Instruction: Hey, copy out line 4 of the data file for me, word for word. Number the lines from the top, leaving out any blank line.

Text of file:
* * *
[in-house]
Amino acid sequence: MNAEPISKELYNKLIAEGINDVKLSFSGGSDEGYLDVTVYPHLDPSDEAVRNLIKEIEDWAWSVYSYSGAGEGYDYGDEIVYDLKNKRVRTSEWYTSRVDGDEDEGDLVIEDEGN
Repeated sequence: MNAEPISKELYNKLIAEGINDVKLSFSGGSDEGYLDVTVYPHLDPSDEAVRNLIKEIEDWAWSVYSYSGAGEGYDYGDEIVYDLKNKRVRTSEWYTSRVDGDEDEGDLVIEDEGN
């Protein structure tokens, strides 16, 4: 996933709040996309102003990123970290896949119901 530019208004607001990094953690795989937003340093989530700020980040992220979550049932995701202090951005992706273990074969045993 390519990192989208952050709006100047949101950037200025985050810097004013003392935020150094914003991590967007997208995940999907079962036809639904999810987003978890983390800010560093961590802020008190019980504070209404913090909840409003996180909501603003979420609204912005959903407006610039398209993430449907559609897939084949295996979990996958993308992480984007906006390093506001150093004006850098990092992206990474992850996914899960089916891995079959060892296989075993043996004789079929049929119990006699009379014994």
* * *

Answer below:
């Protein structure tokens, strides 16, 4: 996933709040996309102003990123970290896949119901 530019208004607001990094953690795989937003340093989530700020980040992220979550049932995701202090951005992706273990074969045993 390519990192989208952050709006100047949101950037200025985050810097004013003392935020150094914003991590967007997208995940999907079962036809639904999810987003978890983390800010560093961590802020008190019980504070209404913090909840409003996180909501603003979420609204912005959903407006610039398209993430449907559609897939084949295996979990996958993308992480984007906006390093506001150093004006850098990092992206990474992850996914899960089916891995079959060892296989075993043996004789079929049929119990006699009379014994």